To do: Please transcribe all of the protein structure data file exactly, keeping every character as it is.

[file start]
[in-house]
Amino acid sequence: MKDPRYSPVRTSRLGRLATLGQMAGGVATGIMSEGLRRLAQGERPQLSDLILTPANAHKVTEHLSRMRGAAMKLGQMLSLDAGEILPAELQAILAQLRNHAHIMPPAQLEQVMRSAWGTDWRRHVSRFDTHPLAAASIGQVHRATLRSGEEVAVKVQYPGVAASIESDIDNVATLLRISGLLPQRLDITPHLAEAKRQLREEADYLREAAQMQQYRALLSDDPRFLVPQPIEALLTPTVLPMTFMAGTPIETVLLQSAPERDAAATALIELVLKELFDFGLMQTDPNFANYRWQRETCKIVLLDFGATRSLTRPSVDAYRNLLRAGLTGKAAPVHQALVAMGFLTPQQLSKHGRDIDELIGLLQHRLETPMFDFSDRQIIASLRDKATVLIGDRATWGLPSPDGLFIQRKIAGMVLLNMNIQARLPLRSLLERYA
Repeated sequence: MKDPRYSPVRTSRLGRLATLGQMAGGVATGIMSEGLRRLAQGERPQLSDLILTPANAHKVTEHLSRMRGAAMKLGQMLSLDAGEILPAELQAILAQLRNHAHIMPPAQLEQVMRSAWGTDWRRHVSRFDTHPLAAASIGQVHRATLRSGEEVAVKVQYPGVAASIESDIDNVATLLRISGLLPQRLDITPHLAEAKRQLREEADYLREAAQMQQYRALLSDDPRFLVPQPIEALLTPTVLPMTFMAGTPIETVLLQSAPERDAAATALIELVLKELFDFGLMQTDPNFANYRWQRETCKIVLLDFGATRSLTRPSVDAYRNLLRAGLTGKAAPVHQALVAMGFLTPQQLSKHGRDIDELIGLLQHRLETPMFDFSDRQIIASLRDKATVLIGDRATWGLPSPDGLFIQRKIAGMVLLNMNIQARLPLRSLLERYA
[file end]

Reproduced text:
[in-house]
Amino acid sequence: MKDPRYSPVRTSRLGRLATLGQMAGGVATGIMSEGLRRLAQGERPQLSDLILTPANAHKVTEHLSRMRGAAMKLGQMLSLDAGEILPAELQAILAQLRNHAHIMPPAQLEQVMRSAWGTDWRRHVSRFDTHPLAAASIGQVHRATLRSGEEVAVKVQYPGVAASIESDIDNVATLLRISGLLPQRLDITPHLAEAKRQLREEADYLREAAQMQQYRALLSDDPRFLVPQPIEALLTPTVLPMTFMAGTPIETVLLQSAPERDAAATALIELVLKELFDFGLMQTDPNFANYRWQRETCKIVLLDFGATRSLTRPSVDAYRNLLRAGLTGKAAPVHQALVAMGFLTPQQLSKHGRDIDELIGLLQHRLETPMFDFSDRQIIASLRDKATVLIGDRATWGLPSPDGLFIQRKIAGMVLLNMNIQARLPLRSLLERYA
Repeated sequence: MKDPRYSPVRTSRLGRLATLGQMAGGVATGIMSEGLRRLAQGERPQLSDLILTPANAHKVTEHLSRMRGAAMKLGQMLSLDAGEILPAELQAILAQLRNHAHIMPPAQLEQVMRSAWGTDWRRHVSRFDTHPLAAASIGQVHRATLRSGEEVAVKVQYPGVAASIESDIDNVATLLRISGLLPQRLDITPHLAEAKRQLREEADYLREAAQMQQYRALLSDDPRFLVPQPIEALLTPTVLPMTFMAGTPIETVLLQSAPERDAAATALIELVLKELFDFGLMQTDPNFANYRWQRETCKIVLLDFGATRSLTRPSVDAYRNLLRAGLTGKAAPVHQALVAMGFLTPQQLSKHGRDIDELIGLLQHRLETPMFDFSDRQIIASLRDKATVLIGDRATWGLPSPDGLFIQRKIAGMVLLNMNIQARLPLRSLLERYA